4. Anything that can’t be easily exchanged

If your significant other absolutely hates the expensive gift you bought her, be sure you can exchange it, for her sake and yours.

5. Diet or fitness products

Unless you’re looking for trouble, don’t buy her anything related to losing weight. The implication is that you’re not satisfied with her the way she is.

6. Gifts for yourself

Buying her the new flat-screen TV you want and calling it a gift because she’ll use it too doesn’t work. Give her something she can appreciate and enjoy.

7.  Tickets to sporting events

Your significant other might tolerate, or even like, baseball or football. But unless she’s a die-hard fan, skip the tickets to sports events. Tickets to the ballet or a Broadway musical (unless, of course, she hates those things) are a better option, and you’ll get bonus points if you go with her. Choose something you might not normally attend, and she’ll appreciate it even more.

8. Tacky novelties

She’s not going to be as amused by that singing coffee cup as you were when you spotted it at the store. Unless there’s an inside joke behind the novelty gift, and it’s in addition to a larger gift, this is a bad idea.

9. Perfume

If she asked for Elizabeth Arden’s newest fragrance, by all means, buy it. Otherwise, stay away from the perfume counter. She might hate the fragrance you choose, or worse, she might be allergic to it.

10. Cash

Remember the “Seinfeld” episode in which Jerry gave Elaine cash for Christmas? Elaine got mad, as will the lady in your life if you give her this thoughtless gift.

11.  Cosmetics (including wrinkle cream)

It’s almost unbelievable that men buy women wrinkle cream as a gift. I once heard about a woman who received wrinkle cream from her boyfriend when she was 22. It’s also weird to buy a woman makeup. Just stay away from the cosmetics department.

12. Alcohol

A bottle of wine is nice for a housewarming party, but it’s not quite as classy when you give it to a woman as a holiday, birthday or anniversary gift.

13. Flowers

Flowers are appropriate at certain times, but the holidays call for something more thoughtful and longer-lasting.

14.  Last year’s gift

She loved the one-hour massage you bought her last year, but she’s expecting something different this year. Even if you have a hard time remembering the details of last year’s gift, chances are she hasn’t forgotten.

15. Candy

Many women love chocolate,  but it’s just not a sufficient gift at the holidays. Use it as a stocking stuffer, and put some more thought into a larger gift she’ll appreciate.

Compliments of: Martha Small | Austin Portfolio Real Estate | 512.587.0308

Original Article by: Stacy Johnson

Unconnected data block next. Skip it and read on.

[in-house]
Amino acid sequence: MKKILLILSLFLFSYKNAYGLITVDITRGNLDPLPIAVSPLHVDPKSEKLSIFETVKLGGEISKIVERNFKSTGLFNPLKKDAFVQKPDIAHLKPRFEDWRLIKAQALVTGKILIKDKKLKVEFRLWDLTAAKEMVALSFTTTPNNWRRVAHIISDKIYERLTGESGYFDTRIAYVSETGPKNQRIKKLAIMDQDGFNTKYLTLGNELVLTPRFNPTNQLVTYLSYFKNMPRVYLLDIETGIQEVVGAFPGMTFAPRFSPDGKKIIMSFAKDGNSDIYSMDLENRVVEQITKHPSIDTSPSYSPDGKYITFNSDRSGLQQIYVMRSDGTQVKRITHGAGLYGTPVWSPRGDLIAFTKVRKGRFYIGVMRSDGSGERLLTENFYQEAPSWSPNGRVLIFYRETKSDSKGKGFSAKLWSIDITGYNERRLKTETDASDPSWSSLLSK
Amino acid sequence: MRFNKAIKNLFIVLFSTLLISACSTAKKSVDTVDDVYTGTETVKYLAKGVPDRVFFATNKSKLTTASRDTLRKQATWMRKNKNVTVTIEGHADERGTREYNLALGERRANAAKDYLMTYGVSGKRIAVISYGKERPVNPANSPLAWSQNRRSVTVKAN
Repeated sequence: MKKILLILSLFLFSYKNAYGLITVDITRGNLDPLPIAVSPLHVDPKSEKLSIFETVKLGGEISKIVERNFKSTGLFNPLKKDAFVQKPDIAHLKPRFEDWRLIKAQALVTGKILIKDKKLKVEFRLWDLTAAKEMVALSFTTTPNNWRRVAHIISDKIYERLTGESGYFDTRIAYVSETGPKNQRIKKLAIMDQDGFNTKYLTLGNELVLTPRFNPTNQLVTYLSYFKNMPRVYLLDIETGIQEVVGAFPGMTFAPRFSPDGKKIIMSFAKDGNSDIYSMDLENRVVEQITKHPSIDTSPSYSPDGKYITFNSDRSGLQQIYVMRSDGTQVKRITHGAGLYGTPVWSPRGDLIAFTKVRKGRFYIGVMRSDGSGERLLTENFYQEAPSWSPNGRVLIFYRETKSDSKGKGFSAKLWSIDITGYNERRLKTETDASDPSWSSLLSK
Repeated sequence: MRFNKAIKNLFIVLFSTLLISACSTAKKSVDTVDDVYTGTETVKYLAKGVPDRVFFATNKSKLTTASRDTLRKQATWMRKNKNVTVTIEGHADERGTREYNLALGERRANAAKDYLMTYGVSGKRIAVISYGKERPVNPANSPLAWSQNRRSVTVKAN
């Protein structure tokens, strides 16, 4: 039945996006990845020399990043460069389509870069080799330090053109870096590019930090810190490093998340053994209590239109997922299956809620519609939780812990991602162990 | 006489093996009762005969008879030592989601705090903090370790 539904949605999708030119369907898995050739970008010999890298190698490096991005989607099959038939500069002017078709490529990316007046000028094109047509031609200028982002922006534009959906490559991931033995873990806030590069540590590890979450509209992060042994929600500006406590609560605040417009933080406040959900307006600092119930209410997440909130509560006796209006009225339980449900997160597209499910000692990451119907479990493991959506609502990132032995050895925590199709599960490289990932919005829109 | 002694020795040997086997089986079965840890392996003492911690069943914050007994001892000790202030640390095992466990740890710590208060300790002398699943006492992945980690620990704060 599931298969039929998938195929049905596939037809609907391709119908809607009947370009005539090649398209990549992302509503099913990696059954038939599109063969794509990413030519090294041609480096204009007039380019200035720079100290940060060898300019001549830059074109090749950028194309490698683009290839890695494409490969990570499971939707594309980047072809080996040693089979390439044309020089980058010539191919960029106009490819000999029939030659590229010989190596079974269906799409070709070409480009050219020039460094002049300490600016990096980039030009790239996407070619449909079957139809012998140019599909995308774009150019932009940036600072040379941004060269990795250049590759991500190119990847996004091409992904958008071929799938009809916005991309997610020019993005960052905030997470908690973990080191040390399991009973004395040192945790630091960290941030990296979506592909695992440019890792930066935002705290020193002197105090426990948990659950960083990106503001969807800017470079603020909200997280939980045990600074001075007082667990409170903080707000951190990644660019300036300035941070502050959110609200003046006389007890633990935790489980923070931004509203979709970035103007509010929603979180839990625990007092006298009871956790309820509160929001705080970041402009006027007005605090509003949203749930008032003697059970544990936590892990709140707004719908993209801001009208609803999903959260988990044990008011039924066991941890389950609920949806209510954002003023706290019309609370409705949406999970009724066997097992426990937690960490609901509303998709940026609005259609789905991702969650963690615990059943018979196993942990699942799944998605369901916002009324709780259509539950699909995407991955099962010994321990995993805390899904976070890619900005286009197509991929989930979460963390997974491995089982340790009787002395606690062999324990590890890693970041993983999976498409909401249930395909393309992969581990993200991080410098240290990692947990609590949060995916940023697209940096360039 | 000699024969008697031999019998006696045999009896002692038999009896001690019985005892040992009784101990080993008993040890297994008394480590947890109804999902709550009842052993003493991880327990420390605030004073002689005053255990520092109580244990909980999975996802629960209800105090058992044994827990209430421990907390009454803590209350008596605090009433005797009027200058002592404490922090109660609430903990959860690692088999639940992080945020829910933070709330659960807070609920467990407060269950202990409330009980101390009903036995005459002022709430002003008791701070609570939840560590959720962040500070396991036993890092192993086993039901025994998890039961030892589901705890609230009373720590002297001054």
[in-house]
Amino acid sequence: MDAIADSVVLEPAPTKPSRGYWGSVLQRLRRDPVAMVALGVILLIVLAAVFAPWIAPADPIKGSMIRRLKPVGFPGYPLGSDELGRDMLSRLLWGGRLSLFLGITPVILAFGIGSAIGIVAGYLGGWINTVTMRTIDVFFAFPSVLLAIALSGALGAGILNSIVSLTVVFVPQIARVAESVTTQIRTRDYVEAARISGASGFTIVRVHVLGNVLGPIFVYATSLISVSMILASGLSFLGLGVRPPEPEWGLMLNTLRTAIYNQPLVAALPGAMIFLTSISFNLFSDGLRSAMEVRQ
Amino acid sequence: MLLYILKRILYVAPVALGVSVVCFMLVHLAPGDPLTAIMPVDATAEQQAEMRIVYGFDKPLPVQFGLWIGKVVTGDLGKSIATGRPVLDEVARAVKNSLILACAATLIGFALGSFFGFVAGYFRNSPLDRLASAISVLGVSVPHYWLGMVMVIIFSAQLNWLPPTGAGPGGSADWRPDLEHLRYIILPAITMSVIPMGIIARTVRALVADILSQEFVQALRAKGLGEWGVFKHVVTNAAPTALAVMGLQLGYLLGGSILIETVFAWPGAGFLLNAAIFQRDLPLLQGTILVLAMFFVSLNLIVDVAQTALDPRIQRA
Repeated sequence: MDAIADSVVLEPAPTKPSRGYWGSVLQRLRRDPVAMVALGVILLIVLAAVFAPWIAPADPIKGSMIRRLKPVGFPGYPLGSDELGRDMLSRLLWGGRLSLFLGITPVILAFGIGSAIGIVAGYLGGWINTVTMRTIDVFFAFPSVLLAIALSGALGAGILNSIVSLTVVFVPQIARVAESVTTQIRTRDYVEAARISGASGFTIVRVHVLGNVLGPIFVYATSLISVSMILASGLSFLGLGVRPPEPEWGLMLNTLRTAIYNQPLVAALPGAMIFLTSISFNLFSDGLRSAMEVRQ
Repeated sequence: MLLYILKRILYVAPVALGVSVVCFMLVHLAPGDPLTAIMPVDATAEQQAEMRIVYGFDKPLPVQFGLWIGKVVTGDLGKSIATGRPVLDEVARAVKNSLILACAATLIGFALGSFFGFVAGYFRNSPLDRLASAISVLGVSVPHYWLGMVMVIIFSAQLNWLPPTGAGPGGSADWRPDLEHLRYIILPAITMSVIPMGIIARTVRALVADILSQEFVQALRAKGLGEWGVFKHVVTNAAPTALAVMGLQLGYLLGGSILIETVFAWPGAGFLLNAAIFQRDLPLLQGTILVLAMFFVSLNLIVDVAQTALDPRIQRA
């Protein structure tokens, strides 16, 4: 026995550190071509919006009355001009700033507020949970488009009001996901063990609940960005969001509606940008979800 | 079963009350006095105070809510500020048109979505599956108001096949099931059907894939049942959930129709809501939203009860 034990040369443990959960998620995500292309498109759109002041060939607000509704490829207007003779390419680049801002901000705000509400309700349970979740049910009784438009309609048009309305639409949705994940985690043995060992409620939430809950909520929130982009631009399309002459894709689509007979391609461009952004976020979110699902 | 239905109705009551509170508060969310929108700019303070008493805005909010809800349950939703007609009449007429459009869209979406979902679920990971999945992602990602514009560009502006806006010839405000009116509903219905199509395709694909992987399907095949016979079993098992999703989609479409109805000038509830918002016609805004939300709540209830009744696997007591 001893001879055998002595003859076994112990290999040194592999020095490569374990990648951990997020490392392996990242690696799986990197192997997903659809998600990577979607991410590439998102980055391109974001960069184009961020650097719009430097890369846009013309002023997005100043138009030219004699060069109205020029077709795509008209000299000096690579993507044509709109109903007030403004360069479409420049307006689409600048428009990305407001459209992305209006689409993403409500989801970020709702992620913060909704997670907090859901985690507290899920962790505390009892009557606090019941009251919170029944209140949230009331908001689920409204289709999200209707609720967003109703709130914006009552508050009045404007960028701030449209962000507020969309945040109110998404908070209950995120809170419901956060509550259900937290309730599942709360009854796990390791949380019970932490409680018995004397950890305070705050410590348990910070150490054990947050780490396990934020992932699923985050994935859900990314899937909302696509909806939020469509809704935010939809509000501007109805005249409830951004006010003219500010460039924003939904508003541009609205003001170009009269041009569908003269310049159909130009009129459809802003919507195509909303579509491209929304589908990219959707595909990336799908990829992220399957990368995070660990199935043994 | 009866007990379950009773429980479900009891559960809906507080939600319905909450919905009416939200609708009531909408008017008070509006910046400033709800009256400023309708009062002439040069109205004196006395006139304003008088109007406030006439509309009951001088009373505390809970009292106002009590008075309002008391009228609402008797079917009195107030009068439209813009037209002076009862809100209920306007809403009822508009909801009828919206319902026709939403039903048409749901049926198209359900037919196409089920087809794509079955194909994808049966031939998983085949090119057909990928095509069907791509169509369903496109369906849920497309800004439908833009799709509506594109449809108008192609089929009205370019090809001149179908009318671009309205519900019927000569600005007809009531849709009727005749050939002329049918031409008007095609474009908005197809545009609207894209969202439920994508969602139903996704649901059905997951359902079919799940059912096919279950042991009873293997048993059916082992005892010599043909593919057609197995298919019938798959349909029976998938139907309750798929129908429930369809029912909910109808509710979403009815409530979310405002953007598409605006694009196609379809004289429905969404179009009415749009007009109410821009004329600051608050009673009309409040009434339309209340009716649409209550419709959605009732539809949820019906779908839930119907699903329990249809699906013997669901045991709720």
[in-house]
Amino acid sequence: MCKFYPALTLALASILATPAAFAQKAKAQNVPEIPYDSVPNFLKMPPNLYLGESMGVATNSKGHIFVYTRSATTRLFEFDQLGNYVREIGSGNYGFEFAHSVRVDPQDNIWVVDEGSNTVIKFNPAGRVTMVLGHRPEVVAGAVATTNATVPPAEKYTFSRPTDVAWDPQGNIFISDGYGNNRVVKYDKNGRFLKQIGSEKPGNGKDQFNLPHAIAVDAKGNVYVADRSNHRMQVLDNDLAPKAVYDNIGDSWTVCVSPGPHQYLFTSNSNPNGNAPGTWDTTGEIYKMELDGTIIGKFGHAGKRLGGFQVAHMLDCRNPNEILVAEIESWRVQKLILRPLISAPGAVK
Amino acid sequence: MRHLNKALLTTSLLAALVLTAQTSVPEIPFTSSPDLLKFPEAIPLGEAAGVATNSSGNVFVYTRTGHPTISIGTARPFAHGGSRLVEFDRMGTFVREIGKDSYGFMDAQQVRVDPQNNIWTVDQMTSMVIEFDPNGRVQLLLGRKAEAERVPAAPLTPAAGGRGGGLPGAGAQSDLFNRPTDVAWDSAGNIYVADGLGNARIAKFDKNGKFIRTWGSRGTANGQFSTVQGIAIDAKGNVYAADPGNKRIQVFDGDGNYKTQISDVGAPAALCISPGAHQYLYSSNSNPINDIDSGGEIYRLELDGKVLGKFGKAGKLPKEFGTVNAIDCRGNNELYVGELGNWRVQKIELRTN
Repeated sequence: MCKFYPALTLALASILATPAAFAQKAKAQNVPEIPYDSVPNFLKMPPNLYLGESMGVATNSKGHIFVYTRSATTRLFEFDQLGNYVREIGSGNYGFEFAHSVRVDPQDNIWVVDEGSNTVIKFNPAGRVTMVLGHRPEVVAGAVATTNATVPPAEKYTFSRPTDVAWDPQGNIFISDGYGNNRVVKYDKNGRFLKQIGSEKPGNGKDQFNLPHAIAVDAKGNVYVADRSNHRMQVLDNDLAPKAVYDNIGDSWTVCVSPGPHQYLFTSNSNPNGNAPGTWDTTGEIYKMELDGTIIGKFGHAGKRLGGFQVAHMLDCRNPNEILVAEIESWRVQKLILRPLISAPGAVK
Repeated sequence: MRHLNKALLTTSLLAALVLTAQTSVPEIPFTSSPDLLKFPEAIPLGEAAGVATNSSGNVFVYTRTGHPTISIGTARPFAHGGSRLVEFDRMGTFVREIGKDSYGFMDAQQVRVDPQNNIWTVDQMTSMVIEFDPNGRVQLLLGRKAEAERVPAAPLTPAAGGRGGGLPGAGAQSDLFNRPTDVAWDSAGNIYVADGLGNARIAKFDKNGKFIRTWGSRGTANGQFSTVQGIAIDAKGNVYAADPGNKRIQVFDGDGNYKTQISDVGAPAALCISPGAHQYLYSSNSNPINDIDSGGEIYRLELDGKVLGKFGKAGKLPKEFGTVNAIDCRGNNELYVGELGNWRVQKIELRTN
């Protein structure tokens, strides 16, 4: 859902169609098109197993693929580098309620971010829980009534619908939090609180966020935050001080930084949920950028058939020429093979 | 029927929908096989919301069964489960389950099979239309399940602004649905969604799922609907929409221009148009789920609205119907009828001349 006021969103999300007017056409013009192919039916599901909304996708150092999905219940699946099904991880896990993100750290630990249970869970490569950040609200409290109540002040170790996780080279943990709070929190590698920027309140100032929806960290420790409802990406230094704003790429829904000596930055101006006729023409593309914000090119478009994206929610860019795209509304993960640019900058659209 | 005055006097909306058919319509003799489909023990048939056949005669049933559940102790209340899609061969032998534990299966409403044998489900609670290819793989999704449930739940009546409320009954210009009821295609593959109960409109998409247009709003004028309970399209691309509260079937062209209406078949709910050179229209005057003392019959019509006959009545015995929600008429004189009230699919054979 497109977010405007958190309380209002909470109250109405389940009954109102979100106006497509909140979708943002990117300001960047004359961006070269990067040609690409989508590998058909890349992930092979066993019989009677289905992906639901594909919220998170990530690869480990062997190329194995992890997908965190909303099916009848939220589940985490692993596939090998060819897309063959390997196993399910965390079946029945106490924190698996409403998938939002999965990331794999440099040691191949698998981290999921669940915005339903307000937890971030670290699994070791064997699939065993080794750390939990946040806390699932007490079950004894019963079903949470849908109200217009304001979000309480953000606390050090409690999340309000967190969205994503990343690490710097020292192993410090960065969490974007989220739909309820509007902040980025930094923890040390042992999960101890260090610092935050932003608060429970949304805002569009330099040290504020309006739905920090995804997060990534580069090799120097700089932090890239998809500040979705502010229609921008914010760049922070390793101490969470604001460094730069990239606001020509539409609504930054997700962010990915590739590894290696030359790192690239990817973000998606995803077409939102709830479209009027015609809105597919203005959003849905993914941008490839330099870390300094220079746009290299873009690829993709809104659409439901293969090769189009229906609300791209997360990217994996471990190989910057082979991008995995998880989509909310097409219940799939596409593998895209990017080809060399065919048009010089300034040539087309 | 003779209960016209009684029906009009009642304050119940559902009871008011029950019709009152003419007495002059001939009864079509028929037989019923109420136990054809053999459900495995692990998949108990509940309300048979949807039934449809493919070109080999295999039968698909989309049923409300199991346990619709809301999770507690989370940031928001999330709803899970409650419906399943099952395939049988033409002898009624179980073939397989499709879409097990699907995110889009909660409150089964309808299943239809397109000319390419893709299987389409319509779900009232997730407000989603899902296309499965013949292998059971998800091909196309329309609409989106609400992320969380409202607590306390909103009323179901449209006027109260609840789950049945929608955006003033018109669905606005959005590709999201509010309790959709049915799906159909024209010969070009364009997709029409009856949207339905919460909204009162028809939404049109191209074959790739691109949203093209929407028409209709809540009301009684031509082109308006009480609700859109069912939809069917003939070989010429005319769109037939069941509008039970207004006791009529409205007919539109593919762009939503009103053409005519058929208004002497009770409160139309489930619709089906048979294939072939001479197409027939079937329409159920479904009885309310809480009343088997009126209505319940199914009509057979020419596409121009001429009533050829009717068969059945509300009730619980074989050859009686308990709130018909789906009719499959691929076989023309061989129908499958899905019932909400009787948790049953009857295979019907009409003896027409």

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What a great way to spend the beginning of The New Year!

 

Everything here only costs a few bucks or takes a few minutes, but the impact? Huge.

1. Train a service pet. A $5 gift to canine assistants.org covers a week of food for a puppy learning to aid people with disabilities.

2. Buy groceries for a needy family. Nearly 50 million Americans are facing hunger; $21 to feedingamer ica.org feeds a family for two weeks.

3. Donate your old phone to cellphonesforsoldiers.com, which recycles them and uses proceeds to buy calling cards for our troops abroad.

4. Restore vision. $50 to unite forsight.org gives surgery to one of the 94 million people who are blinded or visually impaired by cataracts.

5. Rehabilitate women who’ve been trafficked. Senhoa.org hires survivors to make jewelry and helps them safely transition back into society.

6. Provide a kid with peace of mind. Holiday bulbs designed by celebs like Brooklyn Decker support the Child Mind Institute, which researches mental illness in kids ($40, available at bloom ingdales.com).

7. Help more teens in the U.S.graduate. A million drop out each year. Tutor and assist in an at-risk classroom for 10 months with cityyear.org.

8. Keep an infant HIV-free. In Africa, more than 800 babies are born with it daily; $50 to m2m.org teaches an expectant mom to avoid transmission.

9. Donate your wedding gown or veil to brides againstbreastcancer.org. They’ll sell it at a bridal show and help pay for support groups for patients.

10. Comfort the homeless. At projectnightnight.org, $20 provides a blanket, book, and stuffed toy to one of the 334,819 kids in shelters nationwide.

11. Beautify a city park. $15 to tpl.org goes toward playground equipment in a new or renovated green space for boys and girls across the U.S.

12. Ready young mothers. $50 to nursefamilypartnership.org coaches five first-time moms about healthy pregnancies and smart parenting.

13. Save a life in South Sudan. $5 to doc2dock.org ships unused supplies from U.S. hospitals to remote clinics, where shortages threaten lives.

14. Give Internet access to Afghan women. $25 to youngwomenforchange.org donates a desk to the first-ever female-only Web café in Kabul.

15. Prep an animal for its new home. Just $10 to petfinder foundation.com vaccinates four shelter dogs or five cats, keeping them ready for adoption.

16. Invest in health. 17% of American young people are obese; $50 to actionfor
healthykids.org buys PE tools for a class in a struggling district.

17. Inspire a new author. M. Ward and Zooey Deschanel’s holiday album ($11, amazon.com) benefits 826 National, which helps disadvantaged students build writing skills.